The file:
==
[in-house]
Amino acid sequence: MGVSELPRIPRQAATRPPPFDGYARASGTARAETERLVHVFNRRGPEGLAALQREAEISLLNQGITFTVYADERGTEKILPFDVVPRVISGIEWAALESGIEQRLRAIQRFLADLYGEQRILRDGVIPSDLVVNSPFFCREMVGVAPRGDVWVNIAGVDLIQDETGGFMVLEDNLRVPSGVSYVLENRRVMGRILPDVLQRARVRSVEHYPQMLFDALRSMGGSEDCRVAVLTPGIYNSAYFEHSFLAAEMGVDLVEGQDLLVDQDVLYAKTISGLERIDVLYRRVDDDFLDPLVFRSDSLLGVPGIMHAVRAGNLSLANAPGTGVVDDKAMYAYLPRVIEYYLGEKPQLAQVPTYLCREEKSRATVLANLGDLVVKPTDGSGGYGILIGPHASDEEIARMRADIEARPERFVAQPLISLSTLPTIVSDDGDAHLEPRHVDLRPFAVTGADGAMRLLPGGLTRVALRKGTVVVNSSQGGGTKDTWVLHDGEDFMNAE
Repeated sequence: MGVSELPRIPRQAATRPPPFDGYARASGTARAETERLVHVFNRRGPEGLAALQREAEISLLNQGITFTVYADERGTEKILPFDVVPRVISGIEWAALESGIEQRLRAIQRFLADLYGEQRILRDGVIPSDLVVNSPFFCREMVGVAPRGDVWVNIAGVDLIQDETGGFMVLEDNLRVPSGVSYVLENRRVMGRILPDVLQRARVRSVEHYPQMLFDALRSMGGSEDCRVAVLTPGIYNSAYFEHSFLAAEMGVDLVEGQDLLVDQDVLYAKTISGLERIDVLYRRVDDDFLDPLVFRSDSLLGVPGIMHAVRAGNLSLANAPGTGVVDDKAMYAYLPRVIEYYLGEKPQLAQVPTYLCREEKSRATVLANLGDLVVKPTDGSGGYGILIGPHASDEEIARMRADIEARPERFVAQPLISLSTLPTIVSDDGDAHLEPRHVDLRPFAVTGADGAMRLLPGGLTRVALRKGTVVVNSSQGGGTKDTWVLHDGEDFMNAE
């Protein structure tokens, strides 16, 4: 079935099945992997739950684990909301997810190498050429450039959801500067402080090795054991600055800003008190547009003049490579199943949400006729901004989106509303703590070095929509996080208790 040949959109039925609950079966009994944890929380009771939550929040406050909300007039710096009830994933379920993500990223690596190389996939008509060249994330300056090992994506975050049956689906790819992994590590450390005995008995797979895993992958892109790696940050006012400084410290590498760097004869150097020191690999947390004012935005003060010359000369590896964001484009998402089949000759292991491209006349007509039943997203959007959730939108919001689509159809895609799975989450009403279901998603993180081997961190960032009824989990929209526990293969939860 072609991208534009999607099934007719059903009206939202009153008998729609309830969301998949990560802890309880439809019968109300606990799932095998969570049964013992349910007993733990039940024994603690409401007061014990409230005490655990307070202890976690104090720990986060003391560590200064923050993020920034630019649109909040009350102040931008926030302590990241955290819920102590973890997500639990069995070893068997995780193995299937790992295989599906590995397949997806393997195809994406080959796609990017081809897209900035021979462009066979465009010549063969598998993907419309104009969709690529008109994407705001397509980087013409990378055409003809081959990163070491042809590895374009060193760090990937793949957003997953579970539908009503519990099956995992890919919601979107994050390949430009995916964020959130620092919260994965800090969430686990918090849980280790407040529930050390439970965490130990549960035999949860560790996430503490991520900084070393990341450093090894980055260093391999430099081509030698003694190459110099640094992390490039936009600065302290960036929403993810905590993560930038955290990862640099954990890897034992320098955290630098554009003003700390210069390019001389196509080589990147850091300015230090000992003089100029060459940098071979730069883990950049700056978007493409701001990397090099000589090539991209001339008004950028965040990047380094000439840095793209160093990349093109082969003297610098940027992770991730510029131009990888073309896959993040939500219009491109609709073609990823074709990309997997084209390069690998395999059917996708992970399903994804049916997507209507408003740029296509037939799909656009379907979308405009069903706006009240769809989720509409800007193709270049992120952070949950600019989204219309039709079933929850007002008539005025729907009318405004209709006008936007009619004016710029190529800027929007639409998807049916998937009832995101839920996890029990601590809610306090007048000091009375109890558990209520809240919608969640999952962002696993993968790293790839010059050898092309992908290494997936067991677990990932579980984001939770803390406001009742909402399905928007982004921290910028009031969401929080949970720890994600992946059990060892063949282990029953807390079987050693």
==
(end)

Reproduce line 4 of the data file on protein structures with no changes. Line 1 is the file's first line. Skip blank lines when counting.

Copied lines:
């Protein structure tokens, strides 16, 4: 079935099945992997739950684990909301997810190498050429450039959801500067402080090795054991600055800003008190547009003049490579199943949400006729901004989106509303703590070095929509996080208790 040949959109039925609950079966009994944890929380009771939550929040406050909300007039710096009830994933379920993500990223690596190389996939008509060249994330300056090992994506975050049956689906790819992994590590450390005995008995797979895993992958892109790696940050006012400084410290590498760097004869150097020191690999947390004012935005003060010359000369590896964001484009998402089949000759292991491209006349007509039943997203959007959730939108919001689509159809895609799975989450009403279901998603993180081997961190960032009824989990929209526990293969939860 072609991208534009999607099934007719059903009206939202009153008998729609309830969301998949990560802890309880439809019968109300606990799932095998969570049964013992349910007993733990039940024994603690409401007061014990409230005490655990307070202890976690104090720990986060003391560590200064923050993020920034630019649109909040009350102040931008926030302590990241955290819920102590973890997500639990069995070893068997995780193995299937790992295989599906590995397949997806393997195809994406080959796609990017081809897209900035021979462009066979465009010549063969598998993907419309104009969709690529008109994407705001397509980087013409990378055409003809081959990163070491042809590895374009060193760090990937793949957003997953579970539908009503519990099956995992890919919601979107994050390949430009995916964020959130620092919260994965800090969430686990918090849980280790407040529930050390439970965490130990549960035999949860560790996430503490991520900084070393990341450093090894980055260093391999430099081509030698003694190459110099640094992390490039936009600065302290960036929403993810905590993560930038955290990862640099954990890897034992320098955290630098554009003003700390210069390019001389196509080589990147850091300015230090000992003089100029060459940098071979730069883990950049700056978007493409701001990397090099000589090539991209001339008004950028965040990047380094000439840095793209160093990349093109082969003297610098940027992770991730510029131009990888073309896959993040939500219009491109609709073609990823074709990309997997084209390069690998395999059917996708992970399903994804049916997507209507408003740029296509037939799909656009379907979308405009069903706006009240769809989720509409800007193709270049992120952070949950600019989204219309039709079933929850007002008539005025729907009318405004209709006008936007009619004016710029190529800027929007639409998807049916998937009832995101839920996890029990601590809610306090007048000091009375109890558990209520809240919608969640999952962002696993993968790293790839010059050898092309992908290494997936067991677990990932579980984001939770803390406001009742909402399905928007982004921290910028009031969401929080949970720890994600992946059990060892063949282990029953807390079987050693």